Meet us where history is shared
The story of the West Town Museum of Cultural History really begins back in 1968 when George E. Stone founded Operation UpLift INC., a nonprofit offering job training and counseling to minorities in Proviso Township.
Through the work of Operation UpLift, Stone is credited for placing many people in well-paying jobs and for implementing some of the first affirmative action programs in the area.
After Stone passed away, his wife, Northica Stone, sought to preserve his legacy. She worked with the Operation UpLift board of directors to create the West Town Museum of Cultural History in an effort to preserve and re-discover some of the lost histories of Maywood and Proviso Township.
When Northica Stone put out the word that she was looking for relics of the past, Proviso Township residents inundated Operation UpLift with artifacts, photographs, and textiles that together tell the story of the black experience in the western suburbs.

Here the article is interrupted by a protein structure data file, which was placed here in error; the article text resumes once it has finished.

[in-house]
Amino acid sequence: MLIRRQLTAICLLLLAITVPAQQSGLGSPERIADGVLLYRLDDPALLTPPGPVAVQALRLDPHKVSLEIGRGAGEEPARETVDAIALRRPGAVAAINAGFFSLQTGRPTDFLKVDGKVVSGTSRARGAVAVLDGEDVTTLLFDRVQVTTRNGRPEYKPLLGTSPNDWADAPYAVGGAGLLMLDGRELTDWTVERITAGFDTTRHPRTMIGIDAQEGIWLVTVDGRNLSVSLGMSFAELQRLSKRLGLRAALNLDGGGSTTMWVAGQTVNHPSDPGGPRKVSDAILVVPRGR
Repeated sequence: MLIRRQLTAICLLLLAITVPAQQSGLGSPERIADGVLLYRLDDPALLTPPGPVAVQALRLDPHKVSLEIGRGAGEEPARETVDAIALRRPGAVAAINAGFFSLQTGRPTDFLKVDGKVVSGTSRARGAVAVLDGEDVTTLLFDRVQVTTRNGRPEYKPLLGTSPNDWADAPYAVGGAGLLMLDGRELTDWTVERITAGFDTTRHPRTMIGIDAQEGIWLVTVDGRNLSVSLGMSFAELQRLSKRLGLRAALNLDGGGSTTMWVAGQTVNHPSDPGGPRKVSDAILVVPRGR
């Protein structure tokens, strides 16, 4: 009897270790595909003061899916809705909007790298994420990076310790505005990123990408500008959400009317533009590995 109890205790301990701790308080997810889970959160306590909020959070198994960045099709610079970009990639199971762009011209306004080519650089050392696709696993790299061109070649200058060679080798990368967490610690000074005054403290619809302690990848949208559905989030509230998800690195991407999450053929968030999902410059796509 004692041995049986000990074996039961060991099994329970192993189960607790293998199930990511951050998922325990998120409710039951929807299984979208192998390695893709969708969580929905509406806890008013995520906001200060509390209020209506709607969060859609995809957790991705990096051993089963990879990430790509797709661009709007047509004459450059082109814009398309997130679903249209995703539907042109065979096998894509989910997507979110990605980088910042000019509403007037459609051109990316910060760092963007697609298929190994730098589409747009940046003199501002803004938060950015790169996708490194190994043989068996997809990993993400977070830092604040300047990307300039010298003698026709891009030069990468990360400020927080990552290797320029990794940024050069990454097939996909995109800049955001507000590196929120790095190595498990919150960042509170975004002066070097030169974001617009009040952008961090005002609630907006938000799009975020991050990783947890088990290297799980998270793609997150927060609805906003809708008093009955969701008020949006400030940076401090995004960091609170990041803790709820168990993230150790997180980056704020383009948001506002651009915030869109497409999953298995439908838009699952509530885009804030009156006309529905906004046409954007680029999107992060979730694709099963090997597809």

The result is the first public museum in Maywood, and a museum with a multi-faceted mission to honor a community and its legacy while telling the true story of American history. Some of the things that you’ll see at the West Town Museum of Cultural History are slave manacles and photographs of the first African-American family to own a home in Maywood.
Wednesday is the day for this museum in Maywood! The West Town Museum of Cultural History is open every Wednesday from 9:30am to 3pm.
The museum charges $2 for adults and $1 for youth.
George Stone III, the son of George and Northica Stone, continues the work that his parents started. Today he is the Executive Director of Operation UpLift INC. and its West Town Museum of Cultural History.
Though you may find Stone working on an exhibit, I think he would agree that it’s really the luminaries of Maywood’s past and present that are your guides throughout this unique museum.
Maywood’s West Town Museum of Cultural History is located just steps from the Maywood Stop on the Metra’s Union Pacific West Line. It’s just 12 miles from downtown Chicago at 104 South 5th Avenue.